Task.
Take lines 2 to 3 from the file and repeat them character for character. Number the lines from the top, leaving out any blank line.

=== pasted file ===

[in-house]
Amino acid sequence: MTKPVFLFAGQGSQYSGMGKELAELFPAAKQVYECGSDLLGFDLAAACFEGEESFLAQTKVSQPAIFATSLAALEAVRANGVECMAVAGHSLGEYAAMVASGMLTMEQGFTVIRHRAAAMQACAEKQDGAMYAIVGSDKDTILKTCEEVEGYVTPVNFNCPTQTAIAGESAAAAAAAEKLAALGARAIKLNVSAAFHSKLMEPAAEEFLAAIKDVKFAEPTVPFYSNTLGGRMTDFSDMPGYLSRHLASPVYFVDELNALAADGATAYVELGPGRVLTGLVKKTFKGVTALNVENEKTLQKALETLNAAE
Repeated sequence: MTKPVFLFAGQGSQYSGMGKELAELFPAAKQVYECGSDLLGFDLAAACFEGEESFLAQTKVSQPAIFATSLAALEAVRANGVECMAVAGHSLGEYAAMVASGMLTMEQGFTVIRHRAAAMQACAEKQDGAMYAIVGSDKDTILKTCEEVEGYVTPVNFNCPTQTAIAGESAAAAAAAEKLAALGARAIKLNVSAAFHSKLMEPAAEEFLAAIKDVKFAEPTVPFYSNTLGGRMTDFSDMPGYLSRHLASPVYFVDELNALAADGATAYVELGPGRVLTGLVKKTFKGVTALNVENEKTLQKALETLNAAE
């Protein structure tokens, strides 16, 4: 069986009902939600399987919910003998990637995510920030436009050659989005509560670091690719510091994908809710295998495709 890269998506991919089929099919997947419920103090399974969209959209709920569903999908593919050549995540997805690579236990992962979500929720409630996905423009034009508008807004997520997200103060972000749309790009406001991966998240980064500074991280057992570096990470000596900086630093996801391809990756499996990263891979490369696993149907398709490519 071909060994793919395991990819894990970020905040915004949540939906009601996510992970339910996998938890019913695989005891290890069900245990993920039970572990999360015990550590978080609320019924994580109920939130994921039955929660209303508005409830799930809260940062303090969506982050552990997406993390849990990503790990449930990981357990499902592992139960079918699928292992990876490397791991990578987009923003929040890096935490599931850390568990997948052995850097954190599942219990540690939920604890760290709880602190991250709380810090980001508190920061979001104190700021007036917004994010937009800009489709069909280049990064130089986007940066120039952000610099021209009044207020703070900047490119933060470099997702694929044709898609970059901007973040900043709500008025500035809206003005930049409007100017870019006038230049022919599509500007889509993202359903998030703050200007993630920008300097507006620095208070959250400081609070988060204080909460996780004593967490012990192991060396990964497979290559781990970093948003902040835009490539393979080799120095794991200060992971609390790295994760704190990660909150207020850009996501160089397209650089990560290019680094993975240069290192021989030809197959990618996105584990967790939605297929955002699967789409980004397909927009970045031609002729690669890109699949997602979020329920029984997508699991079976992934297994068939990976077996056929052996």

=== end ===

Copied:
Amino acid sequence: MTKPVFLFAGQGSQYSGMGKELAELFPAAKQVYECGSDLLGFDLAAACFEGEESFLAQTKVSQPAIFATSLAALEAVRANGVECMAVAGHSLGEYAAMVASGMLTMEQGFTVIRHRAAAMQACAEKQDGAMYAIVGSDKDTILKTCEEVEGYVTPVNFNCPTQTAIAGESAAAAAAAEKLAALGARAIKLNVSAAFHSKLMEPAAEEFLAAIKDVKFAEPTVPFYSNTLGGRMTDFSDMPGYLSRHLASPVYFVDELNALAADGATAYVELGPGRVLTGLVKKTFKGVTALNVENEKTLQKALETLNAAE
Repeated sequence: MTKPVFLFAGQGSQYSGMGKELAELFPAAKQVYECGSDLLGFDLAAACFEGEESFLAQTKVSQPAIFATSLAALEAVRANGVECMAVAGHSLGEYAAMVASGMLTMEQGFTVIRHRAAAMQACAEKQDGAMYAIVGSDKDTILKTCEEVEGYVTPVNFNCPTQTAIAGESAAAAAAAEKLAALGARAIKLNVSAAFHSKLMEPAAEEFLAAIKDVKFAEPTVPFYSNTLGGRMTDFSDMPGYLSRHLASPVYFVDELNALAADGATAYVELGPGRVLTGLVKKTFKGVTALNVENEKTLQKALETLNAAE